Revenue and Market Reforms of Alauddin Khilji
Alauddin Khilji made several sweeping reforms in the field of revenue system. Some of his important fiscal and revenue measures were as follows:
- His first revenue regulation (zabita) related to the measurement of cultivable land as the principle for determining and revenue. Biswa (1/20th of a bigha) was declared to be the standard unit of measurement.
- The state demand was fixed as half of the produce per Biswa and assessment was done on the basis of paimash (measurement).
- Bhaga (land-revenue), Bhoga (cesses) and Kar (taxes) became the basis for the assignment of land to the nobles.
- The sultan deprived the village chiefs and Hindu revenue collectors, such as Khuts, Maqaddams, and Chaudhuris of their privileges. They were forced to pay land revenue and other peasants were taxed.
- Besides the land revenue, house tax (Ghari) and pasture tax (chari) were also imposed on the agrarian population.
- Most of the small iqtas were abolished and such lands were brought under Khalisa (crown lands). Doab was also brought under Khalisa.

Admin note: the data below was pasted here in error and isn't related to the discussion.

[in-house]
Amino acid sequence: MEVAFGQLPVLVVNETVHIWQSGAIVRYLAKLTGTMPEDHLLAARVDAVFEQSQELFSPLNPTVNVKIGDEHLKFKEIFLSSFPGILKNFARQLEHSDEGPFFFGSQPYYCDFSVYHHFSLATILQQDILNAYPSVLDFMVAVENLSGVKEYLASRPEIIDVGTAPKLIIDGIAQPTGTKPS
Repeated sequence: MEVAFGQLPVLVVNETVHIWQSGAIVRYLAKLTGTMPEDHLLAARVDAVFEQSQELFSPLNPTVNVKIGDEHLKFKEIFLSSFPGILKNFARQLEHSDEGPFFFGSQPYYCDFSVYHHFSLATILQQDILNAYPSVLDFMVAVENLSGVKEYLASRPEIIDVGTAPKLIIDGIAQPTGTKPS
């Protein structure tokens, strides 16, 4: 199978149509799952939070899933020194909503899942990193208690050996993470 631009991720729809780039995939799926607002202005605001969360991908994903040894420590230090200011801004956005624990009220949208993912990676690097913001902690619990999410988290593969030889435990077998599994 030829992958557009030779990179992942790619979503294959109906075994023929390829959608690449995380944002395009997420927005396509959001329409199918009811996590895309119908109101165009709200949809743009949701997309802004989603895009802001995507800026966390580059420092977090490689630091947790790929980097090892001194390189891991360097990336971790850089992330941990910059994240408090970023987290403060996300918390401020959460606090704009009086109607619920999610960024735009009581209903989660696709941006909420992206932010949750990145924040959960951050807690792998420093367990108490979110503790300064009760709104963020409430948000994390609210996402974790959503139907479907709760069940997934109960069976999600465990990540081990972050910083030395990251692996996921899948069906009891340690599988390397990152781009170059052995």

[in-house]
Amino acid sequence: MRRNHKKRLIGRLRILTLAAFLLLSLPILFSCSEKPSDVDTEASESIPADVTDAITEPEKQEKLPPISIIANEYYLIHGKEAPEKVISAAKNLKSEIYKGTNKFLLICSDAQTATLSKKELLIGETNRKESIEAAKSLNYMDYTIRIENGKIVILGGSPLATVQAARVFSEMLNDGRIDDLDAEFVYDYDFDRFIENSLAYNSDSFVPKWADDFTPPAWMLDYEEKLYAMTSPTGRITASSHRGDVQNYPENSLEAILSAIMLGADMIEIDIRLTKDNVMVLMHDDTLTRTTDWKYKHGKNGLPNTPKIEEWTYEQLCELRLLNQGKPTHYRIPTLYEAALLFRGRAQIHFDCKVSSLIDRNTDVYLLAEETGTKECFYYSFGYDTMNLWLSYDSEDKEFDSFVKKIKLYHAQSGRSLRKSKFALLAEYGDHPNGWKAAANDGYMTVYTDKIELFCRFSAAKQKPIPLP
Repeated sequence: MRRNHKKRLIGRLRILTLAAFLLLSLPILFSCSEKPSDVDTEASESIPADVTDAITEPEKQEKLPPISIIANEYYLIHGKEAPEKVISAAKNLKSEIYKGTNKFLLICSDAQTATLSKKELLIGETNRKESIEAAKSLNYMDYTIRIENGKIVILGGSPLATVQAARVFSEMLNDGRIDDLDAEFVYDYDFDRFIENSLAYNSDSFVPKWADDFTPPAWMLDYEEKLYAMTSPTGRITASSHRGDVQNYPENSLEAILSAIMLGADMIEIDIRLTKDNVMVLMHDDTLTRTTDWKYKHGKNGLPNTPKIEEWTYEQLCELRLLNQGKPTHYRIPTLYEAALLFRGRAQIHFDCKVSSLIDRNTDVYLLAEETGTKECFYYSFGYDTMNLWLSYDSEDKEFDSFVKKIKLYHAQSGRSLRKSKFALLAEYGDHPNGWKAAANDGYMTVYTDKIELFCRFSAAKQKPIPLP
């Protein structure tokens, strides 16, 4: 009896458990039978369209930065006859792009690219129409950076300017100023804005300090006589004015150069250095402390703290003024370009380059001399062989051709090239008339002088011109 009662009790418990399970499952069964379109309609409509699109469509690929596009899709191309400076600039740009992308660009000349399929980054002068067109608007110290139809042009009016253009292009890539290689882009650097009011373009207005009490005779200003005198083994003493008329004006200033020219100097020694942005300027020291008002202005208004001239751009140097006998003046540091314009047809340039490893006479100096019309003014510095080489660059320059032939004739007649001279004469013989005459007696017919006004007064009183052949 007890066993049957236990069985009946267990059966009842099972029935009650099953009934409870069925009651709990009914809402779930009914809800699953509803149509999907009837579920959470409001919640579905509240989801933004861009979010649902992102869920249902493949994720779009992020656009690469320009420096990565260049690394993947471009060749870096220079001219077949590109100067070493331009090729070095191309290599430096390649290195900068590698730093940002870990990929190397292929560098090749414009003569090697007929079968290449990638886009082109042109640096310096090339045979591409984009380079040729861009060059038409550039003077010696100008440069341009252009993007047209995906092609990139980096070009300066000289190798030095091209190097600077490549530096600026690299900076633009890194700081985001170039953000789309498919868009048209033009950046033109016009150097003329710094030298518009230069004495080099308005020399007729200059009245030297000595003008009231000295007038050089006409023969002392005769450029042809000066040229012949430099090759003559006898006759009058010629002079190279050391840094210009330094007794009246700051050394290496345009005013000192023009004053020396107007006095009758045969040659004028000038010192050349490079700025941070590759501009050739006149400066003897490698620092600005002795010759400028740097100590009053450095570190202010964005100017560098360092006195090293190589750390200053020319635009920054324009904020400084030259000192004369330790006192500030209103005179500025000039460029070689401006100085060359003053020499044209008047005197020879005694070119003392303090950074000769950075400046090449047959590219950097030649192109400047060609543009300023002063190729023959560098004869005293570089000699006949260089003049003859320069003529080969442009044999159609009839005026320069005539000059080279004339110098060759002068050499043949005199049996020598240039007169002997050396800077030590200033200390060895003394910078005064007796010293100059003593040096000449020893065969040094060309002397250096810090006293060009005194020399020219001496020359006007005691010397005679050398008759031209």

- In the Khalisa lands the revenue was collected directly by the state.
- To support his market control system, revenue was mostly collected in kind and peasants were made to sell the surplus produce at their fields only so that they could not hoard the food grains.
- To ensure full realization of dues or arrears from the collectors, Alauddin Khilji established a new department called the Diwan-i-Mustakharaja.
- The booty captured during war was called Ghanima, of which the state was to receive 1/5th share called the Khums; and the rest 4/5th was to be divided among the soldiers. Alauddin reversed this and the state was now entitled to 4/5th Khums, 1/5th being distributed among the soldiers.
Alauddin Khilji had the largest well equipped standing army. According to Firishta, there were 475,000 cavalrymen in his army. The historian, Ziauddin Barani, informs us that the annual salary of a trained armed soldier with one horse was 243 tankas and with two horses 321 tankas. The soldiers were paid in cash. He was the first among the Delhi sultans to introduce dagh (branding of horses) and Chehra (maintain the descriptive roll of each soldier) so as to avoid fraud in the system. To keep the army satisfied with their salary, he started a strict price control mechanism which came to be known as the market reform system.